Henry Lawson may have been one of our greatest storytellers and poets, but he was also likely a violent drunk. When his wife divorced him, she dropped domestic violence charges in exchange for 30 shillings a week in child support. Such deals are still made today. KERRIE DAVIES examines historical and modern attitudes and asks if anything has really changed.
Case no. 4676 Lawson v Lawson, is written in calligraphy, rolled in a ribbon and stored at the State Archives and Records Authority of NSW. The file details the judicial separation of Australian poet and short-story writer Henry Lawson and his wife, Bertha, in June 1903. Bertha’s detailed affidavit to the NSW Supreme Court, republished in full in A Wife’s Heart (University of Queensland Press), alleges that Henry was habitually drunk and cruel, two of the grounds for divorce at the time. The other grounds were neglect of domestic duties, desertion, extended imprisonment, and adultery.
The courts heard the petitions of women (and men) who wanted a divorce. If the couple had children, the courts ordered that one party pay child support. Authorities enforced the orders and defaulters were jailed, as Henry found out to his misery. He was jailed nine times at Darlinghurst Gaol, spending a total of 159 days behind bars between 1905 and 1910.
Henry could have thanked his mother, feminist Louisa Lawson, and her suffragette contemporaries for NSW’s comparatively enlightened divorce laws, which were based on English law.
In the 1950s, Bertha told author Ruth Park that she and Henry first met near her stepfather’s bohemian bookshop, McNamara’s, which was on the site of what is now the Bank of Sydney. Within weeks, Henry proposed and Bertha, 19, accepted after he sent her a poem, “After All”. Their engagement immediately drew protests and warnings; her mother, Bertha McNamara, despite being the “Mother of the Labor Party” and an admirer of 27-year-old Henry’s writing, was conservative when it came to the politics of marriage. Bertha told Park that she scrambled out of the window after her mother “blew up Henry” for wanting to marry Bertha – she’d already pegged him as an alcoholic who would be unable to support a family. His publisher, George Robertson, told Bertha that Henry had a “nasty temper” and agreed that he wouldn’t be able to support keeping a home. Regardless, they married in April 1896 in a secret ceremony attended only by strangers as witnesses.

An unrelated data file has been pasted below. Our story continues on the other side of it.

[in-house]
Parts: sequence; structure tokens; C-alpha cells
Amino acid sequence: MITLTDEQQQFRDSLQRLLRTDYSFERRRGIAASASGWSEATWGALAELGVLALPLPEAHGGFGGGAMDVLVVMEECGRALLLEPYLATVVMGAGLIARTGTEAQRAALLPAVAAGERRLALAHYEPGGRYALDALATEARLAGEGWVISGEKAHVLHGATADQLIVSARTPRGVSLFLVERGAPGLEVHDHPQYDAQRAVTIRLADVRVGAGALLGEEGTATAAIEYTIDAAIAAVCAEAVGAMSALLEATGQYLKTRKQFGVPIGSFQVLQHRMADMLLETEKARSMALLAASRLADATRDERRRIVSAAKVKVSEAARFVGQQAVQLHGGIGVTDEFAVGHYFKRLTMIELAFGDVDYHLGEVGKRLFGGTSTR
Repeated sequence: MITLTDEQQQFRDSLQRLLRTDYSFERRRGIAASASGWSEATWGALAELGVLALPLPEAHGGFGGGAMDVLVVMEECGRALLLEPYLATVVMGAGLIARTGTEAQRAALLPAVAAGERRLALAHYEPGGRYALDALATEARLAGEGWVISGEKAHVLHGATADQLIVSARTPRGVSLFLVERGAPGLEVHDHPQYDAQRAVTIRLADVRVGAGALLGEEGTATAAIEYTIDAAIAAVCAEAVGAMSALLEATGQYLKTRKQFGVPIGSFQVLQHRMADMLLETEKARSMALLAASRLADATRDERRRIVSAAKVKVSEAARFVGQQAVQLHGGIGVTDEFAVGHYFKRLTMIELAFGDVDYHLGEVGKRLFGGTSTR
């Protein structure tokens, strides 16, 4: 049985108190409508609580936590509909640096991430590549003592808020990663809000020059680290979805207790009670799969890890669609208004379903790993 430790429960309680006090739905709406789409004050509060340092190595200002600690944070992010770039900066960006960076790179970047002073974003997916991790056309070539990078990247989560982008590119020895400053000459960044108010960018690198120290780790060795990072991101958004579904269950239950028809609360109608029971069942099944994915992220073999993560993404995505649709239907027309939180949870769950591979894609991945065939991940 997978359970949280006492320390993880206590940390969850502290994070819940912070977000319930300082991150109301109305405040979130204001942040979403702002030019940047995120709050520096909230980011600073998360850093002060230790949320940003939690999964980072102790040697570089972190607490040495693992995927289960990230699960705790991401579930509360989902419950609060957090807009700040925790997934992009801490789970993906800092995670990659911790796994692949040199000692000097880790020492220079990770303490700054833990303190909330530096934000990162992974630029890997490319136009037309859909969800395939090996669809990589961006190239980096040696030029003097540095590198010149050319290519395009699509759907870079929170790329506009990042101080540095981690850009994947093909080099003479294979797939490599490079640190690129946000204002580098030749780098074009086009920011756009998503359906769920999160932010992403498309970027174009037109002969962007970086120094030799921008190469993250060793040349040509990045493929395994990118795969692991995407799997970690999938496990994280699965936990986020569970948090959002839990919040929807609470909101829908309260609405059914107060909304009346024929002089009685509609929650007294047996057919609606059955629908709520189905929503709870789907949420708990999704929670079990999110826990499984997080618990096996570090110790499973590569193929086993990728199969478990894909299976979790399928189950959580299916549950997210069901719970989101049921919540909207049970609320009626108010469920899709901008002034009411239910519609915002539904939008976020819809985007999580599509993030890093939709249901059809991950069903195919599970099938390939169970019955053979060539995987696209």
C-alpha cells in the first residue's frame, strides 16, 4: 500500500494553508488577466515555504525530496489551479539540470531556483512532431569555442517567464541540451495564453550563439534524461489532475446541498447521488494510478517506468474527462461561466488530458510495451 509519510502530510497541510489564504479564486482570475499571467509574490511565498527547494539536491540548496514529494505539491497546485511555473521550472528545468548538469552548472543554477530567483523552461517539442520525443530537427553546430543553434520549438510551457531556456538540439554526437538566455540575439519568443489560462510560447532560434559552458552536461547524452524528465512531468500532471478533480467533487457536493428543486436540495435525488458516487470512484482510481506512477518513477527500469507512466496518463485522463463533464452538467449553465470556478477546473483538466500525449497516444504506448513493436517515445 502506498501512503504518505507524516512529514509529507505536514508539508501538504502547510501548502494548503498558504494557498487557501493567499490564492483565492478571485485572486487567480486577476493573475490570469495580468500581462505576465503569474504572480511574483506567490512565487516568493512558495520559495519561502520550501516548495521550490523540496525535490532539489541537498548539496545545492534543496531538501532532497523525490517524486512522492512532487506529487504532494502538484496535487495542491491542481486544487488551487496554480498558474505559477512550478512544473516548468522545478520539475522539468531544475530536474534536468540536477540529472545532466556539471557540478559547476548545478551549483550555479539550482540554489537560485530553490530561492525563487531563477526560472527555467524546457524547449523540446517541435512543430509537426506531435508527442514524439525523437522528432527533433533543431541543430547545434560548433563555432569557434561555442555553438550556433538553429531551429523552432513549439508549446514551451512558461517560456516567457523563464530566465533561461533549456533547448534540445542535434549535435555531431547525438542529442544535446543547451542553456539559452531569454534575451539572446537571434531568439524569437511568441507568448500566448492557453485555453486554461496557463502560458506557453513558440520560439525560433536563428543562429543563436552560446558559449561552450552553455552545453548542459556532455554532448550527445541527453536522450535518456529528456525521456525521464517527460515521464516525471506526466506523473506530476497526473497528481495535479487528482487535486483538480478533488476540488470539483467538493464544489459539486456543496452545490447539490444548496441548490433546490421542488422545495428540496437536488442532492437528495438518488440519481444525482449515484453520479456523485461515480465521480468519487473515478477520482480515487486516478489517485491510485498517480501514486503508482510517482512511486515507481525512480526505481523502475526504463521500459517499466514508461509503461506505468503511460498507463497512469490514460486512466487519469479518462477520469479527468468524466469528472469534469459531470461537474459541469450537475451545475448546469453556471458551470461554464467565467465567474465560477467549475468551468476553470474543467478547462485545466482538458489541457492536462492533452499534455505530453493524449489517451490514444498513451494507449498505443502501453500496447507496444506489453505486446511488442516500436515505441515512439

They lived briefly in Western Australia, where Henry searched for gold – however, he had more luck producing creative nuggets. The couple moved to New Zealand, where they worked as school teachers at a Maori Pah (village) near Kaikoura. In 1900, they moved to London when their daughter was just a few months old and their eldest child, Jim, was a toddler. That year, Bertha suffered “lactation and worry” and was admitted as a psychiatric patient at Bethlem Royal Hospital, nicknamed Bedlam.